It was great to get back to my home town and see the amazing changes that have gone on. Caernarfon is a beautiful town, at the foot of the mountains, on the banks of the straits with an ancient castle and town walls. Like many British towns, successive town planners have done their best to destroy this legacy with ill considered developments, including a fifty foot incline through the centre of town to enable people to bypass it quicker and the building of a huge supermarket on the seafront.
But it's a true media town in the way very few places of this size anywhere in the world are - as a proportion of the population working in media, Caernarfon would easily outstrip LA, Mumbai or London. Thanks largely to the Welsh broadcaster S4C the town is full of 'cyfryngies' (media types) and has a thriving media centre and large studio facilities as well as many production companies.
Whereas I admire Steve Jobs and Jeff Bezos, my real role models were the first generation of Welsh media entrepreneurs. People like Huw Jones and Dafydd Iwan, who created the Welsh record label Sain, where I had the most enviable summer job for any fifteen year old in the UK's first digital 24 track recording studio.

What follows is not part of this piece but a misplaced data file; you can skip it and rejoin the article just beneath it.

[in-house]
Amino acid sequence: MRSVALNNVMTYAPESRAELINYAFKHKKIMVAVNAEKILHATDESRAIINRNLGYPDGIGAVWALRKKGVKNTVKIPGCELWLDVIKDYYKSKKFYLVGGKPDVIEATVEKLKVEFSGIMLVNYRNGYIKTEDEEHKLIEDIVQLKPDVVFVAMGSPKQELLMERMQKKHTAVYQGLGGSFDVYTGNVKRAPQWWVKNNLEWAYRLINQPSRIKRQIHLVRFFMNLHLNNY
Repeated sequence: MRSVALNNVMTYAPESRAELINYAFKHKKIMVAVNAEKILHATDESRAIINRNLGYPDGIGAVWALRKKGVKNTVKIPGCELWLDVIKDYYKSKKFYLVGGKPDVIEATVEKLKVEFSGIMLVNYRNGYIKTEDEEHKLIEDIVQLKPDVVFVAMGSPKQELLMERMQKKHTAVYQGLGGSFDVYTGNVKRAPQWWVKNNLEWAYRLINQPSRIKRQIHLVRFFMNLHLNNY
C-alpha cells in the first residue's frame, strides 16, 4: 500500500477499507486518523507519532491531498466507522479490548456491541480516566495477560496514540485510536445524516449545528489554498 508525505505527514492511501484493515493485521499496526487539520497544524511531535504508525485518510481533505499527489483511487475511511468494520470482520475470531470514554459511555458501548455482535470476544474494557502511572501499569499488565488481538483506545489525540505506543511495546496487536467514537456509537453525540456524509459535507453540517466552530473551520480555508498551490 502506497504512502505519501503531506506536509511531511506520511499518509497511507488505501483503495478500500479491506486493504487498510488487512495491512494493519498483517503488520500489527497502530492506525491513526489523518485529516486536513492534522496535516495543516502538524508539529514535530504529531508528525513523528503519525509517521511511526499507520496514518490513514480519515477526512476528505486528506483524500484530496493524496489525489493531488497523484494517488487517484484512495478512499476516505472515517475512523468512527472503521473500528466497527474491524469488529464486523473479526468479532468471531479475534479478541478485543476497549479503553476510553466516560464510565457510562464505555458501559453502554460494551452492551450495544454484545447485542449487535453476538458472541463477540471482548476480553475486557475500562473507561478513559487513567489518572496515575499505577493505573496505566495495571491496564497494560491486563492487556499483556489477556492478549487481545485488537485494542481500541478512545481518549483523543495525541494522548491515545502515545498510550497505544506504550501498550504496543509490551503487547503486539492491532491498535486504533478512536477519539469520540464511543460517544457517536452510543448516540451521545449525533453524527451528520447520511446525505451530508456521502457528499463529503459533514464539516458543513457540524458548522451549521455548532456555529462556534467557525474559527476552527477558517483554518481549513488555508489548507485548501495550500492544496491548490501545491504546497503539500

The occasion of my return was to speak (twice!) at the Celtic Media Festival. You can see the presentations I participated in here:
The contention of Can I Have My TV Back ? was that the quality of traditional TV is suffering because there is more and more space to fill. A deliberately polemic contention, but a key part of the current media debate. My view: people get what they deserve. If people didn't watch the shopping channels - and buy from them - they would go out of business.. Equally, there's space for the West Wing and for Skins.
Independent Survival Strategies featured an excellent overview of the independent television production industry in the UK by Alan Ogston of Oliver & Ohlbaum and then a great debate. I think it's worth the time of any independent producer to have a look at this.
If I wasn't suffering from a heavy cold (or man flu as my wife calls it...) I would have loved to have spent more time. This was a narrowcast festival for an increasingly narrowcast world and I thoroughly enjoyed it.